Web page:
Buried glaciers have been spotted on Mars, offering new hints about how much water may be accessible on the Red Planet and where it is located, researchers said Thursday.
Although ice has long been known to exist on Mars, a better understanding of its depth and location could be vital to future human explorers, said the report in the US journal Science.
"Astronauts could essentially just go there with a bucket and a shovel and get all the water they need," said co-author Shane Byrne of the University of Arizona Lunar and Planetary Laboratory in Tucson.
A total of eight ice sites, some as shallow as a few feet (one meter) below the surface, and going as deep as 100 meters or more, have been exposed by erosion.
These underground cliffs, or scarps, appear "to be nearly pure ice," said the report.
The discovery was possible due to images and data sent by the Mars Reconnaissance Orbiter (MRO), launched in 2005.
The probe's first find of water on Mars was published in Science in 2010.
- Widespread ice -
But now, scientists realize that ice is more widespread than previously thought, said lead author Colin Dundas, a geologist at the US Geological Survey in Flagstaff, Arizona.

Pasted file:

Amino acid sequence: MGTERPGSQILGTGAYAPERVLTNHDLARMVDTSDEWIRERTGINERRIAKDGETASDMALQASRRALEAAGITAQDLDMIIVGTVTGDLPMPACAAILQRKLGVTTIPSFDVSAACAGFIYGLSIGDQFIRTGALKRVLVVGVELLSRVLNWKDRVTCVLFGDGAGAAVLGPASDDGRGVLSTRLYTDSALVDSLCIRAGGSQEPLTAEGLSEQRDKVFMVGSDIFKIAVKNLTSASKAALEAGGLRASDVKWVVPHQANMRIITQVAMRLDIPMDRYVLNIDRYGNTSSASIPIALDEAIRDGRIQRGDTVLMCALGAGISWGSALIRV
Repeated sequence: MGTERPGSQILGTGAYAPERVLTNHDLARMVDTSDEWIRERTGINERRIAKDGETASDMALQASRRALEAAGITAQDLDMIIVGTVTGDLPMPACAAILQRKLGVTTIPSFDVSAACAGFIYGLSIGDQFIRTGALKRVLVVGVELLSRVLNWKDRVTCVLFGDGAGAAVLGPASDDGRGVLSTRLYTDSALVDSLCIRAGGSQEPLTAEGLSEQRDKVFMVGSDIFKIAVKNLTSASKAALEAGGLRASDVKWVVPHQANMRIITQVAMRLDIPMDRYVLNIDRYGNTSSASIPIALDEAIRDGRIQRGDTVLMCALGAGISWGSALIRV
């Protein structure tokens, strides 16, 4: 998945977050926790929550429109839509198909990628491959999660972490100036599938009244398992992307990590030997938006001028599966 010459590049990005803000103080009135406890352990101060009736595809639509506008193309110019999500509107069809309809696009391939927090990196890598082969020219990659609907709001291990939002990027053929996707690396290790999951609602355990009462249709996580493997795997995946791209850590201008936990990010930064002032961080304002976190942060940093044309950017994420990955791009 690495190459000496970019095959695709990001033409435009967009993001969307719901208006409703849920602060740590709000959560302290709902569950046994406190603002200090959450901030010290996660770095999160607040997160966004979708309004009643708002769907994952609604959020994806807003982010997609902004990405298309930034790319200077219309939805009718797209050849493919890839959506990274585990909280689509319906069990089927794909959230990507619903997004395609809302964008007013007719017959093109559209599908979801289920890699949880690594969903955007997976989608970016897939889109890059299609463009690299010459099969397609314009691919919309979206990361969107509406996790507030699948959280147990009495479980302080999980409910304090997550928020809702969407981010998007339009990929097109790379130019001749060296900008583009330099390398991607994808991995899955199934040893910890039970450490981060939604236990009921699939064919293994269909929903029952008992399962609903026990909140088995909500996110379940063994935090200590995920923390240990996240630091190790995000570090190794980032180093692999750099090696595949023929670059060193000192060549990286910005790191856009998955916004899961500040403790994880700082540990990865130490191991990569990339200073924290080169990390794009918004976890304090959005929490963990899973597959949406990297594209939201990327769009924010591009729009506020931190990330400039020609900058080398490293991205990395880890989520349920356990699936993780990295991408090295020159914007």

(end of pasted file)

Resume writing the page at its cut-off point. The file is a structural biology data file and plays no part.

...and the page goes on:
"There is shallow ground ice under roughly a third of the Martian surface, which records the recent history of Mars," he said.
"What we've seen here are cross-sections through the ice that give us a 3-D view with more detail than ever before."
The ice contains bands and color variations that suggest it was formed layer by layer, perhaps as snow accumulated over time, leading to ice sheets.
Researchers believe the ice formed relatively recently, because the sites appear smooth on the surface, unpocked by craters that would be formed by celestial debris smashing into the planet over time.
But just how and when they formed remains unclear.
The cliffs are located in the northern and southern hemispheres of Mars, at a latitude of 55 to 58 degrees, which on Earth would be similar to Scotland or the tip of South America.
These regions slip into a frigid darkness during the Martian winter and would not be a suitable site for a long-term human camp.
However, they are not as treacherous as the poles, and if a sample could be drilled from one of the glaciers, researchers could learn plenty about Mars' climate and the potential for life on Earth's neighboring planet.
"If you had a mission at one of these sites, sampling the layers going down the scarp, you could get a detailed climate history of Mars," said MRO deputy project scientist Leslie Tamppari of NASA's Jet Propulsion Laboratory.
"It's part of the whole story of what happens to water on Mars over time: Where does it go? When does ice accumulate? When does it recede?"
NASA plans to send the first human explorers to Mars by the 2030s.